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Astrophysical Journal

Publication date: 2017-07
Volume: 154
ISSN: 0004-637X, 1538-4357
DOI: 10.3847/1538-3881/aa6ff9
Publisher: University of Chicago Press for the American Astronomical Society


Harper, GM
Brown, A ; Guinan, EF ; O'Gorman, E ; Richards, AMS ; Kervella, P ; Decin, Leen


Science & Technology, Physical Sciences, Astronomy & Astrophysics, astrometry, stars: distances, stars: fundamental parameters, stars: individual (alpha Ori), stars: massive, radio continuum: stars, LATE-TYPE STARS, EXTENDED ATMOSPHERE, ALPHA-ORIONIS, CHROMOSPHERE, SUPERGIANTS, EMISSION, HOTSPOTS, AEROSOL - 646758;info:eu-repo/grantAgreement/EC/H2020/646758, 0201 Astronomical and Space Sciences, 0202 Atomic, Molecular, Nuclear, Particle and Plasma Physics, 0306 Physical Chemistry (incl. Structural)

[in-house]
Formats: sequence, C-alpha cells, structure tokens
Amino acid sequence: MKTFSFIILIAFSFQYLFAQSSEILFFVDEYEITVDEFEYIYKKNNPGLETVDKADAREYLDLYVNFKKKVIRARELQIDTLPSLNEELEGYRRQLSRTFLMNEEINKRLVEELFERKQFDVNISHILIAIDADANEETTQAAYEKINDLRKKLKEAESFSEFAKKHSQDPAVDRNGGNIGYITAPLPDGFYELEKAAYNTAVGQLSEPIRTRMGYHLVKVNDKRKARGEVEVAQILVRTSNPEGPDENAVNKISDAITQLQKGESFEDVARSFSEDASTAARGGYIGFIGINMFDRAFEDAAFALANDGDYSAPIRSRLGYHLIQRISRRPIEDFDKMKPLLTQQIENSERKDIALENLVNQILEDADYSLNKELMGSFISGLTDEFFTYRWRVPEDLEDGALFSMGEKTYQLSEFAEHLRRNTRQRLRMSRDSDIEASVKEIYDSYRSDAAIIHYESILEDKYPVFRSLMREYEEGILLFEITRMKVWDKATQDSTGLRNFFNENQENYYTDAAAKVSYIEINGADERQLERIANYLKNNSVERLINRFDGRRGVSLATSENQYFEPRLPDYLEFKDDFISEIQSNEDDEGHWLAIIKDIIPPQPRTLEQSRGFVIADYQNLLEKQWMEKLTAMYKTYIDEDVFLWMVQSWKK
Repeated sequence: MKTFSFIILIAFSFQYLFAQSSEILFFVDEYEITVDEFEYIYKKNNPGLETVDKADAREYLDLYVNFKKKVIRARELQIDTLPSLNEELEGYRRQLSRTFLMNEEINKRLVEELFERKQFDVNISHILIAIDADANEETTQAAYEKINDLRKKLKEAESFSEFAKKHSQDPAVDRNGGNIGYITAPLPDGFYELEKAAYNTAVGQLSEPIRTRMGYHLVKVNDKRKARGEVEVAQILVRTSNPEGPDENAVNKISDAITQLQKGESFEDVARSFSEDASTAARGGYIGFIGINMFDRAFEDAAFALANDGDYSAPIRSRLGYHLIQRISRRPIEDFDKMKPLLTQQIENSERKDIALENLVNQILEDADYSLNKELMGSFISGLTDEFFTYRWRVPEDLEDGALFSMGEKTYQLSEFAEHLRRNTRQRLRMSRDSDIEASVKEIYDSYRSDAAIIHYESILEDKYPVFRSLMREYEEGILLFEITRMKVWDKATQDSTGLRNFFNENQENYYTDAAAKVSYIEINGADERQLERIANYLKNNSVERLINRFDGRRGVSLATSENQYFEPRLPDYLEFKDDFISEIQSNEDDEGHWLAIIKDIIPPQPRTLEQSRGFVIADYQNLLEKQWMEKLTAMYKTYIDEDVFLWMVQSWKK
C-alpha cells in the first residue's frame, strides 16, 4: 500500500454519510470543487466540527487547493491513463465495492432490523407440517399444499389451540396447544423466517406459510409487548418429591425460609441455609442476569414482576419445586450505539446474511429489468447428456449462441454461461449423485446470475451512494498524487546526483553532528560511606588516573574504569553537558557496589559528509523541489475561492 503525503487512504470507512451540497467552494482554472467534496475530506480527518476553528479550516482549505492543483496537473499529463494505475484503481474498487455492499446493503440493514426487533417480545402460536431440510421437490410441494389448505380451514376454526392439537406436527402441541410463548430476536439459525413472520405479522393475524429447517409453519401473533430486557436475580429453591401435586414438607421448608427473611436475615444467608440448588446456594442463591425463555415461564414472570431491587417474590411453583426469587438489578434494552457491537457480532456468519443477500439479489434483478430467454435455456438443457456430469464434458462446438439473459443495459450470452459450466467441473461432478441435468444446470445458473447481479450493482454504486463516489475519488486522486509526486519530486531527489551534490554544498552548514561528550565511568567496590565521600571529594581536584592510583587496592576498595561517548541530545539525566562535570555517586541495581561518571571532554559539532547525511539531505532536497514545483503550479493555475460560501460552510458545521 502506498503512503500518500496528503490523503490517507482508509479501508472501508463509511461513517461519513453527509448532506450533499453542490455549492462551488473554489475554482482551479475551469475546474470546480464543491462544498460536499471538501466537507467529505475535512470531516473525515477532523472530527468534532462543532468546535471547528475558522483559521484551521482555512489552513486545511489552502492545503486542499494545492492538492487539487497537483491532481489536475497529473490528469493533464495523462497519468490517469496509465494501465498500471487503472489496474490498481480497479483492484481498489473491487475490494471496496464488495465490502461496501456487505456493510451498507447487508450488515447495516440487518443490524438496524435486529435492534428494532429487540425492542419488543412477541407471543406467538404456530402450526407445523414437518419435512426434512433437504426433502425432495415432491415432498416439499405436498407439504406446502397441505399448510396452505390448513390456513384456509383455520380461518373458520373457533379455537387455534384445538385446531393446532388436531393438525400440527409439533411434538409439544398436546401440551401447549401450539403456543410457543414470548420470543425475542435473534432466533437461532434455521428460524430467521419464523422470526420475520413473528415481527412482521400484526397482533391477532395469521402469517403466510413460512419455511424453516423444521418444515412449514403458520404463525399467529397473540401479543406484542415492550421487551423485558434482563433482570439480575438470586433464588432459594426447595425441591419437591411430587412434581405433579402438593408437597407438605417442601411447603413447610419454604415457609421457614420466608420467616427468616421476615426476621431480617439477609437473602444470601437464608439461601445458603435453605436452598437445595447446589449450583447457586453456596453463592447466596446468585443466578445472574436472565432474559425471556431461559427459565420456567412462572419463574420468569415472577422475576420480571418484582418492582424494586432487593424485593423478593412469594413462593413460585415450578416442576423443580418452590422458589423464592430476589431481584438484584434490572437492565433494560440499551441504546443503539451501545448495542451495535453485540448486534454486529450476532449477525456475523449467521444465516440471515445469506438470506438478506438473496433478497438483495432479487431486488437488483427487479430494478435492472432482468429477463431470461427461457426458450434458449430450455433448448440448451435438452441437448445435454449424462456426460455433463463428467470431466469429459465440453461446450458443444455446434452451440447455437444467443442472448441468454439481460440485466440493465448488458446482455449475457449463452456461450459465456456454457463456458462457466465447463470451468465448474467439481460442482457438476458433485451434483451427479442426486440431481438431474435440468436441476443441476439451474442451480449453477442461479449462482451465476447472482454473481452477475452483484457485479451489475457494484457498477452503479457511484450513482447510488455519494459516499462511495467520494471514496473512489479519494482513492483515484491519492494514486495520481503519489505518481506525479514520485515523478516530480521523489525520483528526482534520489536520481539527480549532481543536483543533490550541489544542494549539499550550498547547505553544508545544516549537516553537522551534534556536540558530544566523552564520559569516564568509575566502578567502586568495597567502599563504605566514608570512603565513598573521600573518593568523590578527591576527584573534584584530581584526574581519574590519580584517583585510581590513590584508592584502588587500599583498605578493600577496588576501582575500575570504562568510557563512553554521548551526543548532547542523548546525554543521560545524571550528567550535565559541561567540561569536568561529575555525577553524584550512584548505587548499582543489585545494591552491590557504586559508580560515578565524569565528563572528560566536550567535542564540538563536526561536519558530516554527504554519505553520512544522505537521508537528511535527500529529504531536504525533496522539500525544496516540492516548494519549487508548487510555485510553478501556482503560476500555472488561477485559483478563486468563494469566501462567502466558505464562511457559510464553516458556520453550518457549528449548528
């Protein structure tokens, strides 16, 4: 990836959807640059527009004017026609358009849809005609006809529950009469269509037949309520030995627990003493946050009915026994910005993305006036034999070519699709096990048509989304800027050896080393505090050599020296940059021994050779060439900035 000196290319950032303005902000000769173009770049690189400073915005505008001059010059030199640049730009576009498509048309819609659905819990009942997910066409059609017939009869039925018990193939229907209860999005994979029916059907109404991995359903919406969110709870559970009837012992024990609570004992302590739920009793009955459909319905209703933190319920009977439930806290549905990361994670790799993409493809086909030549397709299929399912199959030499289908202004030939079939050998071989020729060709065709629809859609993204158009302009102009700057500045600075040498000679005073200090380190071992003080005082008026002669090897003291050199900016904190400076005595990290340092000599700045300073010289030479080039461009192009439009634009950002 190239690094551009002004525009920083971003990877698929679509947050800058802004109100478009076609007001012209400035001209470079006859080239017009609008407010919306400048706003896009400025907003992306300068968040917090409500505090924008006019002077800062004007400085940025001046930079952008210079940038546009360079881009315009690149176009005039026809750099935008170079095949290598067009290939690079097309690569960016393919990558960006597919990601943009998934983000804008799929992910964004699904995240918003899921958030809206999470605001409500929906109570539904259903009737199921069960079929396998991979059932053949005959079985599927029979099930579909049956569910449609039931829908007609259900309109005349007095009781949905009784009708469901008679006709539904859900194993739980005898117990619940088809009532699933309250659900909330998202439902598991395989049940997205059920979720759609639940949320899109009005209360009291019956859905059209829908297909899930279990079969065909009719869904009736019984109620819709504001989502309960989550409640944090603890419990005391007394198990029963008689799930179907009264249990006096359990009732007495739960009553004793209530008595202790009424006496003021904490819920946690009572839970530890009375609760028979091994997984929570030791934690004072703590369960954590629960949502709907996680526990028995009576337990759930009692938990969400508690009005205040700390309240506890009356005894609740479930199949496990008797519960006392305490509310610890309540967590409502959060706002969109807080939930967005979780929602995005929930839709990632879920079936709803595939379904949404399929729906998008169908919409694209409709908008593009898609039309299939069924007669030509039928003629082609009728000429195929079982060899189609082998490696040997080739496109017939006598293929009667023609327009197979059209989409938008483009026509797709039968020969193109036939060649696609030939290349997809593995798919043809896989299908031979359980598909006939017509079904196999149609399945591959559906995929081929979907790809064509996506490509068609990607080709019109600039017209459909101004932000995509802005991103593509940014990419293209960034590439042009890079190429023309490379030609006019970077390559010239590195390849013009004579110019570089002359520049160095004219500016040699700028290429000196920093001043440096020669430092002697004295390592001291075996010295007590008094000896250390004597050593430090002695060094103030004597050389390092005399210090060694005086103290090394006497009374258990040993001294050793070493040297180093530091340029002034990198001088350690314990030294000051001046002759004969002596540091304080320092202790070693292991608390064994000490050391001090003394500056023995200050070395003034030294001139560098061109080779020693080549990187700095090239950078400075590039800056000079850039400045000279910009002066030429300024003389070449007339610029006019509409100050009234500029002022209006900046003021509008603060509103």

We provide an update for the astrometric solution for the Type II supernova progenitor Betelgeuse using the revised Hipparcos Intermediate Astrometric Data (HIAD) of van Leeuwen, combined with existing VLA and new e-MERLIN and ALMA positions. The 2007 Hipparcos refined abscissa measurements required the addition of so-called Cosmic Noise of 2.4 mas to find an acceptable 5-parameter stochastic solution. We find that a measure of radio Cosmic Noise should also be included for the radio positions because surface inhomogeneities exist at a level significant enough to introduce additional intensity centroid uncertainty. Combining the 2007 HIAD with the proper motions based solely on the radio positions leads to a parallax of π =5.27+/- 0.78 mas ({190}-25+33 pc), smaller than the Hipparcos 2007 value of 6.56 ± 0.83 mas ({152}-17+22 pc). Furthermore, combining the VLA and new e-MERLIN and ALMA radio positions with the 2007 HIAD, and including radio Cosmic Noise of 2.4 mas, leads to a nominal parallax solution of 4.51 ± 0.80 mas ({222}-34+48 pc), which, while only 0.7σ different from the 2008 solution of Harper et al., is 2.6σ different from the solution of van Leeuwen. An accurate and precise parallax for Betelgeuse is always going to be difficult to obtain because it is small compared to the stellar angular diameter (θ =44 mas). We outline an observing strategy utilizing future mm and sub-mm high-spatial resolution interferometry that must be used if substantial improvements in the precision and accuracy of the parallax and distance are to be achieved.